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Implied negativity in advertisements occurs when an advertisement criticizes the competition without ever actually naming it. This is in contrast to direct comparison ads in which the advertiser explicitly compares their product to that of a named competitor.
A good example of this kind of advertisement was Burger King’s ad campaign (this is some years ago now) that extolled the virtues of flame-broiled hamburgers in contrast to burgers that were simply cooked on a hot surface like a griddle. Burger King never mentioned McDonald’s in the ads, but it was clear that they were implying that McDonald’s hamburgers were of lower quality than their own because McDonald’s did not flame-broil.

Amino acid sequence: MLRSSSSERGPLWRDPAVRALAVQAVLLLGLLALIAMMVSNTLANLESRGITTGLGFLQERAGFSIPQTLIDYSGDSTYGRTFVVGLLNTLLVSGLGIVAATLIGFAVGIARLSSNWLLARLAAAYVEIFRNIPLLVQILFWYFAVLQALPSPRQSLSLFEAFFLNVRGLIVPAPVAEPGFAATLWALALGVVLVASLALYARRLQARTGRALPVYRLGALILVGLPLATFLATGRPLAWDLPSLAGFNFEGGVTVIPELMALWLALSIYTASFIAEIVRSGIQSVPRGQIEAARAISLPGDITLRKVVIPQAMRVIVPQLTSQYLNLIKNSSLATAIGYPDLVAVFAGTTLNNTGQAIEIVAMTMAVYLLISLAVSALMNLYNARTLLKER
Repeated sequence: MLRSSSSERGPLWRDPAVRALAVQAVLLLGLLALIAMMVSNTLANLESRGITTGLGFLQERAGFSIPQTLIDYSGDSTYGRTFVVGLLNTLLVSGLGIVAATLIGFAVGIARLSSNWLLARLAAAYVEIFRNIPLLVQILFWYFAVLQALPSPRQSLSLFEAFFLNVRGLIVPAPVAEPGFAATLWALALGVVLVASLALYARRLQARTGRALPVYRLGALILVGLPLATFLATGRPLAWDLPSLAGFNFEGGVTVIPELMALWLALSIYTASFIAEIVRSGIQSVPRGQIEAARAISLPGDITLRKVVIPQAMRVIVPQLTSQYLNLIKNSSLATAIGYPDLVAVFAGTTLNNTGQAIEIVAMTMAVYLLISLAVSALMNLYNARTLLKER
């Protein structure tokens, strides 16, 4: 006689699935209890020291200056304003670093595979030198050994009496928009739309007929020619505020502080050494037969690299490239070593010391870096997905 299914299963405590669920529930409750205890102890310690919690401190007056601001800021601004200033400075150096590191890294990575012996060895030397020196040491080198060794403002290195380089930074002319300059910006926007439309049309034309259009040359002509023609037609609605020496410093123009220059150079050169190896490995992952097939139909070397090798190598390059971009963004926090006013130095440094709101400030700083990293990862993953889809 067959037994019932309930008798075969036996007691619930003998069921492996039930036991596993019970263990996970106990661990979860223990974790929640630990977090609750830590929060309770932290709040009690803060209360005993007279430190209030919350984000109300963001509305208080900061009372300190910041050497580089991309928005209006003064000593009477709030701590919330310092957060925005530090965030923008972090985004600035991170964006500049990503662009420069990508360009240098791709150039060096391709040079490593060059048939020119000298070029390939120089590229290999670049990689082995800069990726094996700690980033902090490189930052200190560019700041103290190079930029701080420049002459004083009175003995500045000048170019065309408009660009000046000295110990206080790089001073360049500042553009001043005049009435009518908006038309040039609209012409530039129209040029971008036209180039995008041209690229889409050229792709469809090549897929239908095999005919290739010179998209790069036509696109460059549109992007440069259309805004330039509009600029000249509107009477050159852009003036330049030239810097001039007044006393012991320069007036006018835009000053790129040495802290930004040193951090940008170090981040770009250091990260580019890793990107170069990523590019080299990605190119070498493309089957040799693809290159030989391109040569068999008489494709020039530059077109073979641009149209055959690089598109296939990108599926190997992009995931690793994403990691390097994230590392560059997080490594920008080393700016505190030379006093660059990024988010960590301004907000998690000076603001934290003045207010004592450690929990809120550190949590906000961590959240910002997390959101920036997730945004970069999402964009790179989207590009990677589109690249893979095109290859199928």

A second example could be the recent ads for Macintosh computers. These ads portrayed the Mac as a hip young man while a stodgy, middle-aged man played the role of a PC. These ads did not attack any specific maker of PCs like Dell, but it was clearly implying that all makers of PCs made a product that was completely inferior to the Macintosh.
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